And I suspect there are other reasons too. But the above are certainly sufficient to prevent the badly needed scaling up of successful student success initiatives.

And now some suggestions for the how?

One mistake many places make is trying to do too many initiatives at once. I suggest more concentration, more focus. This is sometimes difficult to do because senior resource allocators want to love all their direct reports (children) equally. And so they water down the resources where all the units get something and nobody gets very much to do anything of real substance. Not smart. The most effective initiatives I have seen came about at places where senior decision makers decided to make some program or initiative and signature one and really invested in that to bring it to scale. So the senior leaders have to have priorities and the courage to announce them, drive them, fund them.

Thus, you need to make intentional choices and announce publicly your signature initiatives and then do what you said you were going to do. At my own university, our historic signature initiative was University 101. It has taken us 43 years of focus, emphasis, refinement, making the effort a high priority institutional commitment.

Ramp up assessment of your HIP’s and scale based on what you find.

Make sure you have the kinds of HIP leaders in place, whom their senior leaders and other members of the campus community will be willing to support. It’s very hard to scale any initiative that does not have highly respected leadership.

Demonstrate how a given HIP will also benefit other units whose leaders then will get behind the particular HIP. For example, when academic department chairs see the kind of value added they can derive from a first-year seminar which retains more students for their majors, they are more likely to support its scaling.

Much wiser to argue that ALL students will benefit from the initiative you want to scale than just a sub population, no matter how worthy, deserving, needy that sub population. Hey, this is post affirmative action America. There will never be enough resources for the neediest. So what you have to do is argue what is needed for ALL students—e.g. effective academic advising integrated with career planning.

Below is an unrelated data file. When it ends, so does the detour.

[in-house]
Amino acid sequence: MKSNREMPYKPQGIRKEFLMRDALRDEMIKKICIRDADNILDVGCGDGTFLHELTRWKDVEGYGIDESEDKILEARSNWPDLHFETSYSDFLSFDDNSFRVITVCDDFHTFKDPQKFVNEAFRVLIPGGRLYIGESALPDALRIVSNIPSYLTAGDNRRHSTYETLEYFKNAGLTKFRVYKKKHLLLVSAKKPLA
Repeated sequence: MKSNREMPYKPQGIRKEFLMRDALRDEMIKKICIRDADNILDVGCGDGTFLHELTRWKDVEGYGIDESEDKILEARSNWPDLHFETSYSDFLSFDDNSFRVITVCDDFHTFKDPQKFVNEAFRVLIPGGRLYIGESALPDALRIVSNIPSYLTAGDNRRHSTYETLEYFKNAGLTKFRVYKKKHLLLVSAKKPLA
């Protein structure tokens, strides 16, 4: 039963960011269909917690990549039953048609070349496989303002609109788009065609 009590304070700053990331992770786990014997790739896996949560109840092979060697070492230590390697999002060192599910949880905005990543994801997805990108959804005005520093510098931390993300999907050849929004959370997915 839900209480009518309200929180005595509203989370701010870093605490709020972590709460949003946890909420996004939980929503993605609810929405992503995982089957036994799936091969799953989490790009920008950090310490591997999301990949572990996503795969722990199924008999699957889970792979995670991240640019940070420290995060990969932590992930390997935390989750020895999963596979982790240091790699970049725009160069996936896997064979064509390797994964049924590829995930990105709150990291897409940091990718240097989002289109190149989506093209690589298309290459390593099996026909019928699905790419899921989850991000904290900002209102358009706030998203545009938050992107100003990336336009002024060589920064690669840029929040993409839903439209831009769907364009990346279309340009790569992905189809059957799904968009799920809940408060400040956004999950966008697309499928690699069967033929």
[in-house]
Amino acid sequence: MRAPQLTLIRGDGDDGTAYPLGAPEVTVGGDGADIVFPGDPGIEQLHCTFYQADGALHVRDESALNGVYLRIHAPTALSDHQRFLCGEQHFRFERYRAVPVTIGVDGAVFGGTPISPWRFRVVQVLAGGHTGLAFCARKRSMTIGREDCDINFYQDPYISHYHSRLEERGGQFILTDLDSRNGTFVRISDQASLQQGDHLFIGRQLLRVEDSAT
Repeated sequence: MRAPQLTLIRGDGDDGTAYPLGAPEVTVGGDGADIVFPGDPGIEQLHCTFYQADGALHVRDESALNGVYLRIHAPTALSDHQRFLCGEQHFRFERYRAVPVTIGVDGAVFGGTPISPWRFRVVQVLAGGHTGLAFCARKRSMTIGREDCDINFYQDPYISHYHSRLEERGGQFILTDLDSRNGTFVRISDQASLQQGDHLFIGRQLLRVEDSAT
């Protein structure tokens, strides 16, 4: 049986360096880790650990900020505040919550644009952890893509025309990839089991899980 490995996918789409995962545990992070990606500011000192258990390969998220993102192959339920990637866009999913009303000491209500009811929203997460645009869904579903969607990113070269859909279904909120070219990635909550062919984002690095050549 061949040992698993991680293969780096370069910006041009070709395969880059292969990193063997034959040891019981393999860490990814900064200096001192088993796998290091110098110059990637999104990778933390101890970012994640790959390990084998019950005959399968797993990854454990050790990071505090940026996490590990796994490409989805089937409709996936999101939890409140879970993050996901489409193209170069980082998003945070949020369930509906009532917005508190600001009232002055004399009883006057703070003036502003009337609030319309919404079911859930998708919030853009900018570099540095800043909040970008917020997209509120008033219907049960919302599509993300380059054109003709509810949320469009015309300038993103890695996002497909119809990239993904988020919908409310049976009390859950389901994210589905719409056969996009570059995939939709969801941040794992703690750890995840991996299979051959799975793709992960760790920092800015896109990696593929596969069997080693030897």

Consider doing a pilot. Use the cream of faculty and staff to launch. Assess the results and disseminate those. Scale the innovation. Continue to assess and improve. This is what we did with University 101.

Don’t try to scale your HIP on your own. Attract partners who will bring more resources: people, money, and political capital. For example, you scale learning communities by offering them in residence halls (assuming you have them). This brings together the combined resources and efforts of faculty, academic and student affairs. Partnerships are a key to scaling.

Publish about your innovation. In the academy, publishing is the currency of the realm. When others outside your institution are reading about what you are doing, the internal credibility of your intervention will increase and be perceived as more deserving of scale.

Look at what your aspirational peer institutions are doing. If they are ramping up you should too. My wife, Betsy Barefoot, visited the world class  University of North Carolina at Chapel Hill last February for a focus on their High Impact Practices. She learned that Chapel Hill has the goal of every undergraduate student participating in at least one High Impact Practice per year.

Look at your actual peer institutions. If they are doing whatever you are espousing, this certainly justifies your place doing it.

Use the leverage of your regional accreditor’s required quality improvement/assessment processes as the means to achieve your end of scaling up your initiative. I have seen, for example, a significant number of institutions in the SACS region focus their QEP’s (Quality Enhancement Plans) on the first-year seminar. Once that HIP becomes the focus of reaffirmation of accreditation, then that initiative will have moved to the signature initiative level and will definitely be scaled up.

I am sure there are many other ways to scale up. I am encouraged to see many institutions finding the way. If they can, so can you.